As National Unemployment Rate Falls, Brown Urges Continued Investment in Manufacturing Job Creation in Ohio

Senator: Imperative that Congress Focus on Legislation that Puts Ohioans Back to Work

Unemployment rate decreasing at faster rate; 49,000 New Manufacturing Jobs Nationwide in January

WASHINGTON, D.C. – More than 49,000 new manufacturing jobs were added in the United States in January. The national unemployment rate decreased to 9 percent in January, and our nation has seen more than 11 consecutive months in a row of private sector job creation. In response to these new job numbers, U.S. Sen. Sherrod Brown (D-OH) issued the following statement:

“We’ve now seen 11 consecutive months of private sector job creation, but there is still more to be done. While the unemployment rate continues to fall nationwide, nine percent is still too high.  That’s why we must heed America’s call to out-compete and out-innovate when it comes to making the goods and producing the technology used throughout the world.”


“But the challenge of sustaining our economic growth presents a real opportunity for Congress to refocus its attention on job creation. In order to continue to unleash the potential of Ohio workers, we must support Ohio manufacturers by ensuring they have access to credit and a skilled workforce needed for the jobs of the 21st century. The latest employment figures are good news for our economy, but also a reminder that we must do more to bring Ohioans back to work and restore American manufacturing.”

Brown, a leading Senate advocate for American manufacturing, earlier announced plans to reintroduce the SECTORS Act, a critical bill to train workers for skilled jobs in emerging industries like clean energy.

The SECTORS Act addresses the disparity between high unemployment rates and a shortage of skilled workers for many emerging industries by providing grants for sector partnerships among institutions of higher education, industry, organized labor, and workforce board. These partnerships would create customized solutions for specific industries at the regional level. A sector approach can focus on the dual goals of promoting the long-term competitiveness of industries and advancing employment opportunities for workers.

The SECTORS Act would organize stakeholders connected to a regional industry – multiple firms, unions, education and training providers, and local workforce and education system administrators – to develop plans for growing that industry.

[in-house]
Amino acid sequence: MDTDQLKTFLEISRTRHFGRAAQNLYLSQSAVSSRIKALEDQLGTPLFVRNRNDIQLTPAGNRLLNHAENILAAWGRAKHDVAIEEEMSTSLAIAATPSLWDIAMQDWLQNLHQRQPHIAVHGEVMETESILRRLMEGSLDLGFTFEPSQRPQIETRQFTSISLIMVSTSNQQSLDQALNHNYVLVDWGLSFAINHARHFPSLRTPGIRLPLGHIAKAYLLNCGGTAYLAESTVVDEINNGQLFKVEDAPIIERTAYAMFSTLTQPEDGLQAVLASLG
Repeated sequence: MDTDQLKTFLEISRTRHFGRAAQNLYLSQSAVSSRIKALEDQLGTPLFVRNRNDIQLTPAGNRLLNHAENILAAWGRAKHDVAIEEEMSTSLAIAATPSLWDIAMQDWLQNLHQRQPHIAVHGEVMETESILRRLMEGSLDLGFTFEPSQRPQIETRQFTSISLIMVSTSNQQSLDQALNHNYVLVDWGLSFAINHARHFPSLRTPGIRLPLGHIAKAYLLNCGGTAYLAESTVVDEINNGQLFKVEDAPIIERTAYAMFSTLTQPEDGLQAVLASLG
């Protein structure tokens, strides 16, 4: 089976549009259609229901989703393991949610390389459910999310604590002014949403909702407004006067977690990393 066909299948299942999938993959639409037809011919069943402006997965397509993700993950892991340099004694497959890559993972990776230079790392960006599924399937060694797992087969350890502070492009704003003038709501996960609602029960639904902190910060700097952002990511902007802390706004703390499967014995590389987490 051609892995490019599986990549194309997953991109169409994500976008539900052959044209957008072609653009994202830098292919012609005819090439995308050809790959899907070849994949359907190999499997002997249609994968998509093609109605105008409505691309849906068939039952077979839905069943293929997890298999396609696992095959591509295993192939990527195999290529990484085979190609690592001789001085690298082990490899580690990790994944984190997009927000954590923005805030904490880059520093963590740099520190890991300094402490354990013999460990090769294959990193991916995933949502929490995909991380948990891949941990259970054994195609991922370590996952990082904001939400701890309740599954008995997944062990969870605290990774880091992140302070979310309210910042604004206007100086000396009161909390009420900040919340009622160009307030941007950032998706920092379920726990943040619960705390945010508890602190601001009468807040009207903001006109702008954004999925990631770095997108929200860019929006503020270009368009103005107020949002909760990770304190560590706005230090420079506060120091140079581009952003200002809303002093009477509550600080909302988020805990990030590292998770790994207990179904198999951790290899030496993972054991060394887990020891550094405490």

As Chairman of the Senate Banking Subcommittee on Economic Policy and a member of the Senate Manufacturing Caucus, Brown has previously introduced a package of key legislative proposals aimed at bolstering the competiveness of U.S. manufacturers and boosting domestic manufacturing. He also serves as a member of the President’s Export Council, working to advance the National Export Initiative (NEI) and reach President Barack Obama’s goal to double exports over the next five years.

During the State Work Period last year, Brown traveled around Ohio meeting with small business owners and workers as part of his “Made in Ohio Tour.”  Described as “Congress’ leading proponent of American Manufacturing,” Brown is working with the Obama Administration on the creation of a national manufacturing policy and has outlined five key areas of focus to invest in the manufacturing industry:  

  • Creating a business climate, through tax and health care policies, favorable to investment in manufacturing;
  • Investing in the manufacturing capacity for national priorities such as clean energy and critical military equipment;
  • Strengthening our component supply chains through the Manufacturing Extension Partnership (MEP);
  • Matching dislocated workers with emerging industries through sector-based workforce training strategies;
  • Making the research and development tax credit permanent to lend predictability to this crucial incentive for manufacturing innovation;
  • Promoting exports and defending against unfair trade.

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